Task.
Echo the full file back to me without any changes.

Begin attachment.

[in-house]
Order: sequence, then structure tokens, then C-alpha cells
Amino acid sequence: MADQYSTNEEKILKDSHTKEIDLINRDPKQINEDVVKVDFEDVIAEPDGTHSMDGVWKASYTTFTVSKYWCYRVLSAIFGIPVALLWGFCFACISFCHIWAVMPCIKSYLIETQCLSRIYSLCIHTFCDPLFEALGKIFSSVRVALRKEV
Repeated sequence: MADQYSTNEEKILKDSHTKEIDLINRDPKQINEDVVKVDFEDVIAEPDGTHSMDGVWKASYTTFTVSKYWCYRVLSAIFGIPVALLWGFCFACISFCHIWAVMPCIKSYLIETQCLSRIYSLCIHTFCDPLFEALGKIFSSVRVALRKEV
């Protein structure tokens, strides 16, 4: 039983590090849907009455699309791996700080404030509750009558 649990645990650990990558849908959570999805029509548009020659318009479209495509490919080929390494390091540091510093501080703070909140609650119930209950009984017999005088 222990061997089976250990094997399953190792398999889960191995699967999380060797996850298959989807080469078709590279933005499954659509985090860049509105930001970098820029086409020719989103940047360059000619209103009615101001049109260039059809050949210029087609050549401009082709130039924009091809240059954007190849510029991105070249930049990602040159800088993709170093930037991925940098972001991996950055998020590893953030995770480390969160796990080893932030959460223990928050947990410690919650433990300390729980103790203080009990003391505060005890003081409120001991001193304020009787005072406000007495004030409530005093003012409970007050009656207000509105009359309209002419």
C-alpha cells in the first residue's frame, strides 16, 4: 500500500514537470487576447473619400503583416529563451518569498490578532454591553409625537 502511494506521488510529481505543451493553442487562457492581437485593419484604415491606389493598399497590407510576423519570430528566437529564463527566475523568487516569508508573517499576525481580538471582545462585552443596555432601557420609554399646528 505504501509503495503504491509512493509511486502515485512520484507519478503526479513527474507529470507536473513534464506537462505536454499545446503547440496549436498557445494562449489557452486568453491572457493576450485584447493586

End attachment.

[in-house]
Order: sequence, then structure tokens, then C-alpha cells
Amino acid sequence: MADQYSTNEEKILKDSHTKEIDLINRDPKQINEDVVKVDFEDVIAEPDGTHSMDGVWKASYTTFTVSKYWCYRVLSAIFGIPVALLWGFCFACISFCHIWAVMPCIKSYLIETQCLSRIYSLCIHTFCDPLFEALGKIFSSVRVALRKEV
Repeated sequence: MADQYSTNEEKILKDSHTKEIDLINRDPKQINEDVVKVDFEDVIAEPDGTHSMDGVWKASYTTFTVSKYWCYRVLSAIFGIPVALLWGFCFACISFCHIWAVMPCIKSYLIETQCLSRIYSLCIHTFCDPLFEALGKIFSSVRVALRKEV
């Protein structure tokens, strides 16, 4: 039983590090849907009455699309791996700080404030509750009558 649990645990650990990558849908959570999805029509548009020659318009479209495509490919080929390494390091540091510093501080703070909140609650119930209950009984017999005088 222990061997089976250990094997399953190792398999889960191995699967999380060797996850298959989807080469078709590279933005499954659509985090860049509105930001970098820029086409020719989103940047360059000619209103009615101001049109260039059809050949210029087609050549401009082709130039924009091809240059954007190849510029991105070249930049990602040159800088993709170093930037991925940098972001991996950055998020590893953030995770480390969160796990080893932030959460223990928050947990410690919650433990300390729980103790203080009990003391505060005890003081409120001991001193304020009787005072406000007495004030409530005093003012409970007050009656207000509105009359309209002419």
C-alpha cells in the first residue's frame, strides 16, 4: 500500500514537470487576447473619400503583416529563451518569498490578532454591553409625537 502511494506521488510529481505543451493553442487562457492581437485593419484604415491606389493598399497590407510576423519570430528566437529564463527566475523568487516569508508573517499576525481580538471582545462585552443596555432601557420609554399646528 505504501509503495503504491509512493509511486502515485512520484507519478503526479513527474507529470507536473513534464506537462505536454499545446503547440496549436498557445494562449489557452486568453491572457493576450485584447493586